Often WS seems to start without problems - then after a while (usually inide first 5 minutes WSseems to remember something that was considered to be too dangerous for a non-root  user.
With the latest versions I rather assume that you MUST use a root-account to be able to use the rawdisk feature.
But lets see the details I asked for next

Ulli


________________________________________________
Do you need support with a VMFS recovery problem ? - send a message via skype "sanbarrow"
I do not support Workstation 16 at this time ...

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taylorkh
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Thanks again Ulli,

This is a home project on a test machine. Nothing to damage. Sorry I have not been on top of this thread. I did not have my email preferences set properly in the forum and did not receive notification of your reply. I THINK that is fixed now.

I wonder about the advisability of running WS as root? I would be running the guest as ME not root so it could not do too much mischief. With the WS processed running as root could anything from the guest work its way back through WS to the host with root privileges? IN quiring minds wonder...

The aim of this experiment is to run the guest from an encrypted partition and have it access another encrypted partition for its data.  The data would thus not be accessible directly on the host and any "leakage" from programs running on the guest would, I think, be written to the encrypted partition where the guest files reside.  At least that is the plan.  I have accomplished this scheme by having the guest connect to an encrypted FILE on the host via nfs and have the guest decrypt the data.  I was thinking that performance would be better if the guest accessed the disk directly without having nfs overhead in the middle.

Ken

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continuum
Immortal
Immortal

My theory is the disklayout you use:

createType="partitionedDevice"

# Extent description

RW 63 FLAT "vmCentOS7Mate-0-pt.vmdk" 0

RDONLY 1985 FLAT "/dev/disk/by-id/ata-SanDisk_SDSSDP128G_142360402116" 63

RW 234375000 ZERO

RW 168 ZERO

RW 3906250 FLAT "/dev/disk/by-id/ata-SanDisk_SDSSDP128G_142360402116" 234377216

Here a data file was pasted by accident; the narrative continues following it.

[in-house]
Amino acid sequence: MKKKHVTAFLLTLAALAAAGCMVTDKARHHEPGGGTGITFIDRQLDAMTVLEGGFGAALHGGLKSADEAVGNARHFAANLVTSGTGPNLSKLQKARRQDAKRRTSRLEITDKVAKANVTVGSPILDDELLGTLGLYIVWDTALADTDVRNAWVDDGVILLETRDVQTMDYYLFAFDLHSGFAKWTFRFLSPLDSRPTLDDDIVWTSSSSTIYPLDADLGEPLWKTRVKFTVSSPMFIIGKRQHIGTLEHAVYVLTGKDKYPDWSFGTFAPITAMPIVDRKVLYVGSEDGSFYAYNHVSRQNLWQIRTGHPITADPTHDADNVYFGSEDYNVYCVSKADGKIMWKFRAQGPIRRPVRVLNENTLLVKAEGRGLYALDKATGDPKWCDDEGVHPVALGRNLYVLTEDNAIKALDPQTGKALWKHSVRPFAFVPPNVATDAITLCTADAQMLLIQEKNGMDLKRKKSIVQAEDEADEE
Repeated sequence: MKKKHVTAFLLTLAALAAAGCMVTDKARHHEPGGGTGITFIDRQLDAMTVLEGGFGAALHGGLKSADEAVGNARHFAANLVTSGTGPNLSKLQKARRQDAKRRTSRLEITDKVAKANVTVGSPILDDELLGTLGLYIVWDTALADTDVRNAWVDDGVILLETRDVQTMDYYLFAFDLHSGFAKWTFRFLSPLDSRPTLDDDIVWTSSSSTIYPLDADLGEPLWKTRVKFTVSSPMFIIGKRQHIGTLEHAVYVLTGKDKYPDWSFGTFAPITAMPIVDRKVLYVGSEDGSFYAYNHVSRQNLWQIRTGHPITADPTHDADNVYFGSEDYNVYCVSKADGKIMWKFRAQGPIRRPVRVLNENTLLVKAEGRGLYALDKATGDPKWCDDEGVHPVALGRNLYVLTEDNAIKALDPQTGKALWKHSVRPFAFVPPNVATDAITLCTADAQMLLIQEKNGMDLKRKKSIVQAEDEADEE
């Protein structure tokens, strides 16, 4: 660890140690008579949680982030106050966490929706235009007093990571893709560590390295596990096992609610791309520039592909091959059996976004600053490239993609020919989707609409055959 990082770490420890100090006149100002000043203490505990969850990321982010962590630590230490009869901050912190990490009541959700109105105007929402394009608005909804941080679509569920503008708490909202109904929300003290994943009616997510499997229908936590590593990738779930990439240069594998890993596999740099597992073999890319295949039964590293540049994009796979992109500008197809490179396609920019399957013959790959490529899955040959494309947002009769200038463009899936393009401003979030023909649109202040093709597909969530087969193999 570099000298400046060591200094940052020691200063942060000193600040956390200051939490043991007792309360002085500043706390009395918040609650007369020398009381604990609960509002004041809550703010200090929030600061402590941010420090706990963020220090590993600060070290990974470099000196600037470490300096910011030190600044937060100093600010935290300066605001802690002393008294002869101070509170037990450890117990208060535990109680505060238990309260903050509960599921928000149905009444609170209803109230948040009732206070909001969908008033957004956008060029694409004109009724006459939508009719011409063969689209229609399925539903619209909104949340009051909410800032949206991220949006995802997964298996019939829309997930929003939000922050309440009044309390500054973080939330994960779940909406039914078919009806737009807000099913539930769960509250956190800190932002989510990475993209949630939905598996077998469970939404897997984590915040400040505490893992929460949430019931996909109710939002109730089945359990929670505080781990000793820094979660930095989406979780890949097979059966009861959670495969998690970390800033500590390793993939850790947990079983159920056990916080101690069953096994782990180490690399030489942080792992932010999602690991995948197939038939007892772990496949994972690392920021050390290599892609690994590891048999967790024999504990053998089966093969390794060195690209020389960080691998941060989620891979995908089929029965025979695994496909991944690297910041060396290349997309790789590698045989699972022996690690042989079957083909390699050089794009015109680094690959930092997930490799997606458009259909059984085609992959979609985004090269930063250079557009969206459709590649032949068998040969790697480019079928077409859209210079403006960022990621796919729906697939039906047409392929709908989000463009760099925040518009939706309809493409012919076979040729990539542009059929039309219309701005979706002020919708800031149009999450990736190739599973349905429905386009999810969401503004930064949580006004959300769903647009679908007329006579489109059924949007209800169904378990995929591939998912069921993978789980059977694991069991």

RW 7879206 ZERO

I assume your host tries to use /dev/disk/by-id/ata-SanDisk_SDSSDP128G_142360402116 for his own purposes.r
Good old Windows 2003 was the last host os that I could use with partitionedDevice rawdisks.
As far as I know every guestOS newer than that requires root-right for partitionedDevice and only lets FullDevice be used by normal users.
By the way - I wonder why you go through this extra-issues for a VMDK thats as small as 8Gb ?
The performancegain you hope for does in no way justify the extra work IMHO


________________________________________________
Do you need support with a VMFS recovery problem ? - send a message via skype "sanbarrow"
I do not support Workstation 16 at this time ...

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taylorkh
Contributor
Contributor

Good morning Ulli.

You have earned five stars!  That was the issue exactly. The test PC boots from /dev/sdb so  I removed /dev/sda from /etc/fstab on the host, rebooted, and was able to add the test partition /dev/sda2 to a guest as ME and run it from WS as ME. No root required.  I then added /dev/sda back to fstab and remounted. When I attempted to start the guest I received this error message:

The partition table on the physical disk has changed since the disk was created. Remove the physical disk from the virtual machine, then add it again

Cannot open the disk '/run/media/ken/seagate1/vmCentOS7Mate/vmCentOS7Mate-0.vmdk' or one of the snapshot disks it depends on.

Module 'Disk' power on failed.

Failed to start the virtual machine.

Bottom line it looks like I would need to dedicate a physical drive for use by the guest.  I can do that.

As far as the trouble and small size etc... I had been experimenting with shared folders - without success so far - and I came across the documentation about connecting a physical hard drive. So I decided to try it to see what I could learn.  The situation which caused me to try the experiment with the encrypted guest and encrypted data file system dates back 30 years to a real world situation involving an out of date procedure referencing an even more out dated government publication and an electrician - pulling cables for our Banyan Vines network - falling through the ceiling into the classified documents "vault" room. That experience sharpened my insight into privacy. When I find a new technology/feature I poke and prod it and see what it can do for me in terms of keeping confidential information confidential.


Again let me offer my sincere thanks for your assistance.

Ken